By LAURA LOREK
Founder of Silicon Hills News
They’re a brigade of citizens seeking to solve the city’s problems through technology with an empathetic twist.
Together, they seek to tackle issues around transparency, information about school closures, creating customer service portals, discovering cultural secrets of San Antonio and city council hot issues.
Those are just a few of the ideas for city web and mobile applications generated from a massive brainstorming session at Rackspace on Saturday. More than 50 people attended Code for America’s CodeAcross daylong event.
They are part of the Open San Antonio brigade, known as OpenSATX. They met in five groups with city officials and looked at San Antonio data sets and ways to use them. And they created lists of problems on yellow sticky notes the city should be addressing.
The event also raised awareness for the local Code for America program.
San Antonio’s Code for America fellows include Maya Benari, David Leonard and Amy Mok. They have been here for three weeks meeting with citizens and city officials. They have one more week to go. Then they’ll take their research back to San Francisco and choose a project to work on.
Benari, a web designer and developer from Los Angeles, wants to make technology more human and empathetic.
“When people think about government it’s not an easy system,” she said.
With events like CodeAcross, the goal is to start with the users and focus on solving their problems, she said. So much of government creates the solutions first, she said.
Benari signed up with Code for America to help people.
“I thought it was an incredible opportunity to have a bigger impact in influencing the things people deal with every day,” she said.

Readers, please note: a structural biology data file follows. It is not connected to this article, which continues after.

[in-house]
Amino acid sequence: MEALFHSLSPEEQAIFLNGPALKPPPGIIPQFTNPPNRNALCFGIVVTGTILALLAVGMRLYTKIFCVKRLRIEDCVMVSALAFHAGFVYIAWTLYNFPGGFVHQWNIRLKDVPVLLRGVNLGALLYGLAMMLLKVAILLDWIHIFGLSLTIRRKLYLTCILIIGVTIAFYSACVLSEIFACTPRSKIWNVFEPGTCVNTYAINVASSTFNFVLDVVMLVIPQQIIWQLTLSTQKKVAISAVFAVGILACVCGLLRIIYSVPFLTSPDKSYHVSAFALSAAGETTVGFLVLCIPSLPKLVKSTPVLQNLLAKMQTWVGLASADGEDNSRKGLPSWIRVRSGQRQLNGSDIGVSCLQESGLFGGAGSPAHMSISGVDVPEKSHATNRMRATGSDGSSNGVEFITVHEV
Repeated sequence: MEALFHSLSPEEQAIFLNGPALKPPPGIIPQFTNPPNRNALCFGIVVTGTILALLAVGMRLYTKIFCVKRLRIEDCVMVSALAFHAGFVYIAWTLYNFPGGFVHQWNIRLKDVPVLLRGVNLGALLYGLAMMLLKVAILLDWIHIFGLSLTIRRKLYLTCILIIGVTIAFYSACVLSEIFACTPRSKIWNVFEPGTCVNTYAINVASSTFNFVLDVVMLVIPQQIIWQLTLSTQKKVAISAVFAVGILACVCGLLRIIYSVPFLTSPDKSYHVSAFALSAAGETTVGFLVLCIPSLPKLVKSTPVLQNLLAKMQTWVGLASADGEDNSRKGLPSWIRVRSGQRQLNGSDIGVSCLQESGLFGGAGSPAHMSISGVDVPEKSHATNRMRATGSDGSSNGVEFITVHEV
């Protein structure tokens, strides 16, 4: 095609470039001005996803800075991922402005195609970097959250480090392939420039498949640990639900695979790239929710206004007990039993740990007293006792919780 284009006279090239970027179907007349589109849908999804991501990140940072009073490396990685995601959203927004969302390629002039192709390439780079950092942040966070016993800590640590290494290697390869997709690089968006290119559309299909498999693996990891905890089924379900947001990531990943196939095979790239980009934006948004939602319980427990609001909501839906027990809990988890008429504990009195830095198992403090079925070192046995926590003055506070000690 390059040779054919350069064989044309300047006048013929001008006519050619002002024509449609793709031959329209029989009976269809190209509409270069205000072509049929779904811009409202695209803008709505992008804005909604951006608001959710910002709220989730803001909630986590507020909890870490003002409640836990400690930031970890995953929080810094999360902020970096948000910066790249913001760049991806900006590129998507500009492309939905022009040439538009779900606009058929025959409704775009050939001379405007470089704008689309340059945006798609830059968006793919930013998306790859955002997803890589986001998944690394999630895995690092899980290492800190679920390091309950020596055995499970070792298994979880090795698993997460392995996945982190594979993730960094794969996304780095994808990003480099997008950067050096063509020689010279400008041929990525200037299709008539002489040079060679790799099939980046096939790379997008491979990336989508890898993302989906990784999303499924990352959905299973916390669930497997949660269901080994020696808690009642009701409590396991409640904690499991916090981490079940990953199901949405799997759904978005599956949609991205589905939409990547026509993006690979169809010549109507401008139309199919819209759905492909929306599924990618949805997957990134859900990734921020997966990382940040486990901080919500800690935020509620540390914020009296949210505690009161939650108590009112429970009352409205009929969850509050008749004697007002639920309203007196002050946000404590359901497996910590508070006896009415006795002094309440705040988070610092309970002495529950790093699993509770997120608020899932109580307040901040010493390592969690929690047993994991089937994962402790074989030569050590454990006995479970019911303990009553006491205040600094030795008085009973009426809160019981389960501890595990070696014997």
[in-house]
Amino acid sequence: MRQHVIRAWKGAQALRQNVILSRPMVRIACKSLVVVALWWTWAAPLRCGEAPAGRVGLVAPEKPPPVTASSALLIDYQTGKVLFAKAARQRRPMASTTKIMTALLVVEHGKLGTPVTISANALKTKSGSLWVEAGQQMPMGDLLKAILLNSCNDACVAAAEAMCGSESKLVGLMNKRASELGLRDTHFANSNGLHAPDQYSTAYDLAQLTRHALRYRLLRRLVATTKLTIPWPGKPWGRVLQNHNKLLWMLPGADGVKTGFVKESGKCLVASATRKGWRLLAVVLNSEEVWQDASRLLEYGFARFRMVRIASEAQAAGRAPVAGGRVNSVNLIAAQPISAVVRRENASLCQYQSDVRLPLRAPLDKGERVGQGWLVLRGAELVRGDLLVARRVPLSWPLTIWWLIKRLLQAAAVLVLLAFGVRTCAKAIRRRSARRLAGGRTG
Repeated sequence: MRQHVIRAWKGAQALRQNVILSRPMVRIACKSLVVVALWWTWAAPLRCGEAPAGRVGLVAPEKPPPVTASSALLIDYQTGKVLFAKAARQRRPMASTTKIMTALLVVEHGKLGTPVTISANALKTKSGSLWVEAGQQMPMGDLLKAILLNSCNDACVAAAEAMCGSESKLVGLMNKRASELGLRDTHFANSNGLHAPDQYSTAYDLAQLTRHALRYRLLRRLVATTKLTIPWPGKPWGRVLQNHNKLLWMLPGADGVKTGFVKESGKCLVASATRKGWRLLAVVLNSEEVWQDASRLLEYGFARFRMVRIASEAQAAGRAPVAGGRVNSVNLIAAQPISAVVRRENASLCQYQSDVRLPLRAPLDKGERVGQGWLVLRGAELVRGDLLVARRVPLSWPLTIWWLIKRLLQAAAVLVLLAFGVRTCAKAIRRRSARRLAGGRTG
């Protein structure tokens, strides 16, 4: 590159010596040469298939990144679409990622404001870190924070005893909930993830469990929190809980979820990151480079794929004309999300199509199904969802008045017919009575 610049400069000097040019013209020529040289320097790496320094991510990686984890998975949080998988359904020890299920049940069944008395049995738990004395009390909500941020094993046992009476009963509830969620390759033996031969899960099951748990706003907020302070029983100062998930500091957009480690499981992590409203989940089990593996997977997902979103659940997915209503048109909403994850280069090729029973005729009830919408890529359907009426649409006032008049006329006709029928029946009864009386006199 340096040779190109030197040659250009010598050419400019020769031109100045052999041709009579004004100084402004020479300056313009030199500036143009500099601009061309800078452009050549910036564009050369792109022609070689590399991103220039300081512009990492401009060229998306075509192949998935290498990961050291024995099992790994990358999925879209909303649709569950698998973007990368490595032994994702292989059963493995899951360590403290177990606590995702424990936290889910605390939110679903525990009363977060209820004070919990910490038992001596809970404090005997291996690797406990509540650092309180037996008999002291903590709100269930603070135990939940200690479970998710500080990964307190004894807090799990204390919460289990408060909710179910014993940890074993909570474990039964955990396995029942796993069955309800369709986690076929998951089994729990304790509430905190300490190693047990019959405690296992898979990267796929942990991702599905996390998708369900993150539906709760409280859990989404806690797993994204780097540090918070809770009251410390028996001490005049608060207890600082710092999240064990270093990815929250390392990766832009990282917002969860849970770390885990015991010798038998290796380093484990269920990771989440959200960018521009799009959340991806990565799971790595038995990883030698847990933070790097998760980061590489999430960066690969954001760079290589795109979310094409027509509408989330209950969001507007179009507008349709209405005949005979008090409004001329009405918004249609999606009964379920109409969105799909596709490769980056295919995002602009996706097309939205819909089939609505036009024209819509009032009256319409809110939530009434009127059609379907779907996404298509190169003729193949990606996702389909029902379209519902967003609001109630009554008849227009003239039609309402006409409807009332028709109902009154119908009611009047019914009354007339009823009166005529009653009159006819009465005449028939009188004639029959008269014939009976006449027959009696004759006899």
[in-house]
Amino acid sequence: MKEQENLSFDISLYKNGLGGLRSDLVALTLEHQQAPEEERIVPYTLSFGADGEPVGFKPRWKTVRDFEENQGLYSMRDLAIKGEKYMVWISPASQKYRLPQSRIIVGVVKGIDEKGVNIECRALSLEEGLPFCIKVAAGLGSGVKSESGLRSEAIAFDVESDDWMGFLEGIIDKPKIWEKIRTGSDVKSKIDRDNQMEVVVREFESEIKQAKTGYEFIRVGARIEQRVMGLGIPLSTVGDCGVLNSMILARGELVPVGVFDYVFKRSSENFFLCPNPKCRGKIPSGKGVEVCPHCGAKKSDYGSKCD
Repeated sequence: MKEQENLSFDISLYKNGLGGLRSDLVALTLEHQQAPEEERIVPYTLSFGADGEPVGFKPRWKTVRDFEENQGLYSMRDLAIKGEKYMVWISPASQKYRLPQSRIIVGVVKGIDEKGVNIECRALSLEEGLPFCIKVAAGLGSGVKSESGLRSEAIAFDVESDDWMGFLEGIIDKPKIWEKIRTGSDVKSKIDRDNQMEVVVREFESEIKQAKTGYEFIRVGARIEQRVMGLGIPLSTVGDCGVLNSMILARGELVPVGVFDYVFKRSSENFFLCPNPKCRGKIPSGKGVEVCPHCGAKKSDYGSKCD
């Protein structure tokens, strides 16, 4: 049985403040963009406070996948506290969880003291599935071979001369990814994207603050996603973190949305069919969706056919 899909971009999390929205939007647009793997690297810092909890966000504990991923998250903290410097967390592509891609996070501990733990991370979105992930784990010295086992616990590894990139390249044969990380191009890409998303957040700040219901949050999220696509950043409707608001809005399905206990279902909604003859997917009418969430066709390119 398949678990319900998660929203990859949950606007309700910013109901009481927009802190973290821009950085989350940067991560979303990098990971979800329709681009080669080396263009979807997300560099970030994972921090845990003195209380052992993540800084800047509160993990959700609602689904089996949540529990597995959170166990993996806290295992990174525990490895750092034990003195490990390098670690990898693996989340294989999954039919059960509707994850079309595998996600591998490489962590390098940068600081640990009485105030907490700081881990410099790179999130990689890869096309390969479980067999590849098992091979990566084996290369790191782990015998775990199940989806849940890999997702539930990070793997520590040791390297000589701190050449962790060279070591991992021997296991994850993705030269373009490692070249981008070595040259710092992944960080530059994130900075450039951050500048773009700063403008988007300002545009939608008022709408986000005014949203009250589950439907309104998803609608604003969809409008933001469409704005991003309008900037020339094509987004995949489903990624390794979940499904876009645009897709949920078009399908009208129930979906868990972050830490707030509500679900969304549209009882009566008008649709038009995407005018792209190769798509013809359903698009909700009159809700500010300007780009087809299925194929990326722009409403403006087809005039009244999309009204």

Kyle Rames, a software developer advocate at Rackspace and organizer of San Antonio’s CodeAcross brigade, said the goal of the event is to empower citizens to make change in their communities.
“I think this is an opportunity for people who have questions about how their city works and how they can get involved with it,” Rames said.
“I think there are a lot of exciting things going on in San Antonio right now and it’s changing right before our very eyes,’’ Rames said. Those initiatives for change include SA 20/20, the decade of downtown and Geekdom, a coworking and technology incubator and now the CodeAcross brigade, he said.
Rames would like to see more of an open data policy from the city.
“So developers can interact with it, especially with the rise of places like Rackspace and Geekdom where people can take that data and apply it very creative ways,” he said.
The city has a finite budget so the ability to tap into the creativity of citizens will provide more solutions, said Hugh Miller, San Antonio’s Chief Technology Officer.
He attended the event to get fresh ideas on how to solve the city’s problems.
The event sought to get customer feedback on city services and how the city in partnership with citizens could create better applications, Miller said.
“How can we make what we’ve already done more simplified to find,” Miller said. “We have this large volume of really cool bits of data but they’re not marketed and consolidated in ways they are easy to consume.”
Collin Beck, Koedal Inc., an iPhone and iPad app company, attended the event because he wanted to help improve San Antonio, particularly its transportation industry.
“I wanted to see how I could help out with my skills to make San Antonio a better place,” he said.
San Antonio can do more to make the downtown area more accessible to its residents particularly by providing more parking, said Wayne Hartman, a mobile app developer.
He attended the event to donate his skills.
“I’ve been blessed with a lot of opportunities,” he said. “My ability to give back is somewhat limited. But I really like what Code for America is doing. This is a way for me to give back to the community.”
Hugh Donagher, storyteller for the Code for America San Antonio brigade, said the organization needs all kinds of skills. The group is publishing its information under the OpenSATX brand. It has a Facebook page and a Twitter account under that brand and it’s has created a OpenSATX.org website.
“I came to Code for America to check out awesome civic engagement in action,” said Joey Lopez, Convergent Media professor at Incarnate Word University.
Today’s event was about finding knowledge, he said.
“I want to learn how we can improve our roads, improve safety and improve education,” Lopez said. “Those are core issues our city is having fundamental issues with right now.”